President Trump confirmed this morning that State Department spokesperson Heather Nauert, someone with only brief government service and limited experience in diplomacy and foreign affairs, will replace Nikki Haley as ambassador to the United Nations. Nauert’s chief qualification is probably that before joining the Trump administration, she was best known as a co-host of the president’s favorite TV show, “Fox & Friends.”

While it would be an exaggeration to say that the merger between the Trump administration is now complete — after all, there’s still room for more Fox personalities to take over key positions in government — we have truly never seen anything like this before.

In early U.S. history, newspapers were intensely partisan and a president could expect to have a paper or two acting as his propaganda arm. But there has never been a situation in which a media outlet — its personnel, its ideas, its spirit — has commingled with the government to this extent, creating one entity pursuing a common set of goals.

Before we explore what that means, let's run down some of the ways Fox and the Trump administration have joined hands:

  • The White House communications director, Bill Shine, came to the job from Fox News, where he was a top executive for many years. Shine was accused of abetting the horrific sexual harassment allegedly perpetrated by Fox News founder Roger Ailes, contributing to Shine being forced out after Ailes’s death. But because of his severance package, Shine works in the White House while literally still being on Fox’s payroll.
  • In addition to Nauert and Shine, a raft of high-ranking Trump administration officials seem to have gotten their jobs because Trump watched them on Fox and liked what he saw. They include former Fox contributors such as John Bolton, Mercedes Schlapp, K.T. McFarland, Tony Sayegh, and, of course, Anthony Scaramucci.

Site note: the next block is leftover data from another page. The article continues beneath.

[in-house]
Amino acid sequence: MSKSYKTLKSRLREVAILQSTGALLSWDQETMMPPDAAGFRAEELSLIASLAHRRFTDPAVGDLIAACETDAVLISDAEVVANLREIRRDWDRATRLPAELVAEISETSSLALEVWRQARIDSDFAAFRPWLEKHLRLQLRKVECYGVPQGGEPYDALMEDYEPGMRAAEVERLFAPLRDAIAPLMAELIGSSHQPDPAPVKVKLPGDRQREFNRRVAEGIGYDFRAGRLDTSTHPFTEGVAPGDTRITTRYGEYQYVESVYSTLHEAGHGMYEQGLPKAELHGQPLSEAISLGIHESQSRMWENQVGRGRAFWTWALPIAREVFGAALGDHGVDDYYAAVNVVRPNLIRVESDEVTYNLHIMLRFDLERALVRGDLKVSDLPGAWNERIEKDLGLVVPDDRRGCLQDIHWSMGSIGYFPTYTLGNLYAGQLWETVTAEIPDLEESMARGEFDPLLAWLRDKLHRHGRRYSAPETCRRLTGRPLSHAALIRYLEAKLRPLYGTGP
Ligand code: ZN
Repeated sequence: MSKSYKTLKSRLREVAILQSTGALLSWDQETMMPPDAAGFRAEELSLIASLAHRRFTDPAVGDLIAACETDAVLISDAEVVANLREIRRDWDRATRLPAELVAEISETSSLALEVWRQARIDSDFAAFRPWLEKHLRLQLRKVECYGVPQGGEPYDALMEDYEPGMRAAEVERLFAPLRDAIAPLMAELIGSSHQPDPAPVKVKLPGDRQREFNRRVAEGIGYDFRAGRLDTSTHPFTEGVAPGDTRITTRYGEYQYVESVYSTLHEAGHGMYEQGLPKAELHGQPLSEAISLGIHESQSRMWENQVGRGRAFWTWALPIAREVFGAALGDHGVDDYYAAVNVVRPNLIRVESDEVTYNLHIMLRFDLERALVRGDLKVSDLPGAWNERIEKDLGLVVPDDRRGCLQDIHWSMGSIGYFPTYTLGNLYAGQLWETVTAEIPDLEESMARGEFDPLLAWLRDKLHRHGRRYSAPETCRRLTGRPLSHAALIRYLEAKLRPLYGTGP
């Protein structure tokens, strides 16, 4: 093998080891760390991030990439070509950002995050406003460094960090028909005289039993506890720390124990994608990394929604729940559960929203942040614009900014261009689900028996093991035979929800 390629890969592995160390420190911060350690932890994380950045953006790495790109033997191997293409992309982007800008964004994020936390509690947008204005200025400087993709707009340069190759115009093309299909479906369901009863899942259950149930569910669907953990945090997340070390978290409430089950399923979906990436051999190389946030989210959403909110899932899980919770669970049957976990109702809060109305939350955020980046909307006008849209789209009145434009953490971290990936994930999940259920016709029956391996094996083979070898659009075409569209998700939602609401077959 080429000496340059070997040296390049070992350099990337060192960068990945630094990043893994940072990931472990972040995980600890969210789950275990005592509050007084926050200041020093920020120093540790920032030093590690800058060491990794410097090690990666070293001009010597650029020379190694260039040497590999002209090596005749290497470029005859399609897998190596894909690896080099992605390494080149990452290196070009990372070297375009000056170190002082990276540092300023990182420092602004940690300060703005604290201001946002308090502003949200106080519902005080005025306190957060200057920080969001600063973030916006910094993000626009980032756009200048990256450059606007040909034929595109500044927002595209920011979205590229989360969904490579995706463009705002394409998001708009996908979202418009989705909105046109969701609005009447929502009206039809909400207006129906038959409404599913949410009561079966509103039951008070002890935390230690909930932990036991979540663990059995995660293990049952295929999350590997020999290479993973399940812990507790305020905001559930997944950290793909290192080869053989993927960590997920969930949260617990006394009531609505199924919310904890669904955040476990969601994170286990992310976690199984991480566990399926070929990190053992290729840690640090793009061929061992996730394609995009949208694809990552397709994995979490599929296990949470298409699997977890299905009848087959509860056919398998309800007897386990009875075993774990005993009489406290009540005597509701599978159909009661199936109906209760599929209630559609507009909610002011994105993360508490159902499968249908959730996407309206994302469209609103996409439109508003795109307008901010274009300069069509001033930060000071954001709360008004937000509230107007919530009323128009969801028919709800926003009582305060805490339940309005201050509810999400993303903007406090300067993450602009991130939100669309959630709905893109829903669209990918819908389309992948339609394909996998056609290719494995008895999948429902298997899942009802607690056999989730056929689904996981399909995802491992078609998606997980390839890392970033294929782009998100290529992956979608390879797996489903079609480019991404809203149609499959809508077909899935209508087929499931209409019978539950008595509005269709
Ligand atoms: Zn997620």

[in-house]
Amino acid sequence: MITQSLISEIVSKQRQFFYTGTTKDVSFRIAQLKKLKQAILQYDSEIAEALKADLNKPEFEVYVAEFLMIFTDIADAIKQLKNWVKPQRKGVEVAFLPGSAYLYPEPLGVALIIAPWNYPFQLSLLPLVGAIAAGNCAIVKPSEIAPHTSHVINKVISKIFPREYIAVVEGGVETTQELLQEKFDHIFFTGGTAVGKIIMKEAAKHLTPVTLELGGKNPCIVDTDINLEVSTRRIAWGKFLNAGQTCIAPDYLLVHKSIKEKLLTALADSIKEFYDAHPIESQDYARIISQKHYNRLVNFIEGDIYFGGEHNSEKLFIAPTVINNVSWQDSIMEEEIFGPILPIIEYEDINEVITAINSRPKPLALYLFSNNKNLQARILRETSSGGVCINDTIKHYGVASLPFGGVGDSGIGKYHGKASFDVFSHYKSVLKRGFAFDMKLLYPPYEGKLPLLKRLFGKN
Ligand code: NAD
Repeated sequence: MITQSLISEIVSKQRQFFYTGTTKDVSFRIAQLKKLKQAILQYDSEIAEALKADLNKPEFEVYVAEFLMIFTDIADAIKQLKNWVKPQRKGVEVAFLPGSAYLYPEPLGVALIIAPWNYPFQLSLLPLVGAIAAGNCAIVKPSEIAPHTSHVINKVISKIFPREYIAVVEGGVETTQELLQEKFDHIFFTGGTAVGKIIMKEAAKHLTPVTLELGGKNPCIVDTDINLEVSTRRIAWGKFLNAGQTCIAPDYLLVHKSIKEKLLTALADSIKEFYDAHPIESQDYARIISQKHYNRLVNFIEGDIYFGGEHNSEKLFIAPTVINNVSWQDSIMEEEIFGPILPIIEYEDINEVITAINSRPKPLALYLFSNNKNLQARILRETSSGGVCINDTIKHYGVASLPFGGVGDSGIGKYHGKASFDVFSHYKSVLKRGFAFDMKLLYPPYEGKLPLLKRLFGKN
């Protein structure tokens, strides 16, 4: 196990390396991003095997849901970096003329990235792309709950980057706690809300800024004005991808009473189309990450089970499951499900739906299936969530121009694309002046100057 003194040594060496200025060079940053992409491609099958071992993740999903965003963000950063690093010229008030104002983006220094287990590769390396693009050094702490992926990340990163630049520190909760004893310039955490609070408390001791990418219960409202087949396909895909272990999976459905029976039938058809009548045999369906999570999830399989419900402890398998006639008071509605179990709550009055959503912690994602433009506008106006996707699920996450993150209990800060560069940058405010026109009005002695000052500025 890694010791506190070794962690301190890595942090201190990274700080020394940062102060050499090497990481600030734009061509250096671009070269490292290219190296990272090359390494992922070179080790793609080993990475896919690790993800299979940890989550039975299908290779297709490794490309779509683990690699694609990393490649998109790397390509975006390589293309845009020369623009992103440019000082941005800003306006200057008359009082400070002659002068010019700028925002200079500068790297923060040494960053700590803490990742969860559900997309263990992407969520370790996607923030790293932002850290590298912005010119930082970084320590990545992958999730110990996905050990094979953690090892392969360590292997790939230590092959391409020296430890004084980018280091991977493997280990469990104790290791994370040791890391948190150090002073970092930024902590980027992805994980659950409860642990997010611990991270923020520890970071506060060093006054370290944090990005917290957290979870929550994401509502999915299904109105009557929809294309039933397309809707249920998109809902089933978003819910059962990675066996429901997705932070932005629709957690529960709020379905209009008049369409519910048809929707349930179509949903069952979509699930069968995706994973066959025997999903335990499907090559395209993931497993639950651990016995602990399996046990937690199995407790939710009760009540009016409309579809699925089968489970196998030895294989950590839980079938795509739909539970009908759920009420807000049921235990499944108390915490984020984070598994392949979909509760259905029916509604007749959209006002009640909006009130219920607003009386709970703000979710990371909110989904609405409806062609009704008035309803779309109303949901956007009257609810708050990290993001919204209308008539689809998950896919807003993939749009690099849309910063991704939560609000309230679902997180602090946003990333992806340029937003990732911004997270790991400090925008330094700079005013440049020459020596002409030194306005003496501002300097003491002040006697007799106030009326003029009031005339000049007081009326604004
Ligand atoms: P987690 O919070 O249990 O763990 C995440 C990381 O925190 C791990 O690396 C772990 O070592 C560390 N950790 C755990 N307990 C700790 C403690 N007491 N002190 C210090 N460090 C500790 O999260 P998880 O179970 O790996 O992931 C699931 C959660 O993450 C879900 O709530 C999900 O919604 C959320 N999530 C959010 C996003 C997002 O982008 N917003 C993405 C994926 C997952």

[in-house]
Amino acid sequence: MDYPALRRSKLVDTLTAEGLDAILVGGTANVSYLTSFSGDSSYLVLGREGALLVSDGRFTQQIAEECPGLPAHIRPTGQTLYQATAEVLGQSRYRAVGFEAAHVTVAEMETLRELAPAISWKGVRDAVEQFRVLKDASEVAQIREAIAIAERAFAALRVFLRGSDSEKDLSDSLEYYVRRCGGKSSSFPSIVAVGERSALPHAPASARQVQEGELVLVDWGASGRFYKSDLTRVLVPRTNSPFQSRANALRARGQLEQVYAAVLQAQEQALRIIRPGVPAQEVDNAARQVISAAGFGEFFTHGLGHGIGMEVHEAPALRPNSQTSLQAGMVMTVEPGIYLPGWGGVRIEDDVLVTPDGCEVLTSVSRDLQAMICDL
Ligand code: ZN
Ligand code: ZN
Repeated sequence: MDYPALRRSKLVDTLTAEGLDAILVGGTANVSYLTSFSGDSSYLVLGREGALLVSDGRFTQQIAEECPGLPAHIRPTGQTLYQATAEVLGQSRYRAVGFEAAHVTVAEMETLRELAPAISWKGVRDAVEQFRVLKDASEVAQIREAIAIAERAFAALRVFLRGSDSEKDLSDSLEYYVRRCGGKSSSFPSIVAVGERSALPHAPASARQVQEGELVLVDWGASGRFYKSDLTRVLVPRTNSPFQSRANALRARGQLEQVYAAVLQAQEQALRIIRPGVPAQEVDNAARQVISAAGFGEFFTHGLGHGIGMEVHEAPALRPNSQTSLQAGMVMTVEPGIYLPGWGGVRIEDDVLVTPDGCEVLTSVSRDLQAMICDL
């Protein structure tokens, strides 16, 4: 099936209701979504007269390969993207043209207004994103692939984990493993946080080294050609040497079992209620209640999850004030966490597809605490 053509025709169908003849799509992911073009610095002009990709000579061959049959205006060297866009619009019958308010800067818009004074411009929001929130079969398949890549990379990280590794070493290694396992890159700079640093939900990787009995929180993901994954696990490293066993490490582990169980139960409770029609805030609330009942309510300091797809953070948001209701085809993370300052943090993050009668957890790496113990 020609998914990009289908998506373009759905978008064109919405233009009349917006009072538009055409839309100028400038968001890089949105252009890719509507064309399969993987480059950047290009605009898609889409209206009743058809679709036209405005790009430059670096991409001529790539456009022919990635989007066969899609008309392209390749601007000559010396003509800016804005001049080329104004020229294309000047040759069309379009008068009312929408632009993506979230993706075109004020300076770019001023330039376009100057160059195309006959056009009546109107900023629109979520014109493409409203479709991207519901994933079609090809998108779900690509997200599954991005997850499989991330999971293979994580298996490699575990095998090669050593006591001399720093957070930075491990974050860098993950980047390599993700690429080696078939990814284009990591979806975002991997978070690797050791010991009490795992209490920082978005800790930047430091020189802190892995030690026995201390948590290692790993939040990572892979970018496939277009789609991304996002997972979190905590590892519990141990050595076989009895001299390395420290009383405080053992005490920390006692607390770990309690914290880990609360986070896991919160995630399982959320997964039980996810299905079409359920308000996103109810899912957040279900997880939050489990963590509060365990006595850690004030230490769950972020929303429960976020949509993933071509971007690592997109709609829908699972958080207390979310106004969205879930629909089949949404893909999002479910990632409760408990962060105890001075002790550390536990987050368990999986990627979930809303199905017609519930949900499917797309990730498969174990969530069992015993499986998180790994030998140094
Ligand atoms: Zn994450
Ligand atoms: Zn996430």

• Trump starts nearly every day by watching “Fox & Friends,” a show so mind-bogglingly insipid it makes “Live With Kelly and Ryan” look like a graduate philosophy seminar. He usually live-tweets what he sees there, setting the news agenda for the entire media.
  • According to reporting by New York Magazine’s Olivia Nuzzi, on “most weeknights” after his show is done taping, Sean Hannity calls the president, and they have a conversation debriefing the day’s events. “Unlike on Fox & Friends, where Trump learns new (frequently incorrect) information, Hannity acts to transform Trump’s pervasive ambivalence into resolve by convincing him what he’s already decided he believes and what he’s decided to do is correct.”
  • Trump is an avid fan of the weekly punch in the face that is “Justice With Judge Jeanine,” making sure to record the show when he can’t watch it live, and he “considers Fox Business Network host Lou Dobbs a close adviser.”
  • Trump’s own staff members sometimes find that the best way to communicate with their boss is through Fox News. “Aides sometimes plot to have guests make points on Fox that they have been unable to get the president to agree to in person. ‘He will listen more when it is on TV,’ a senior administration official said.”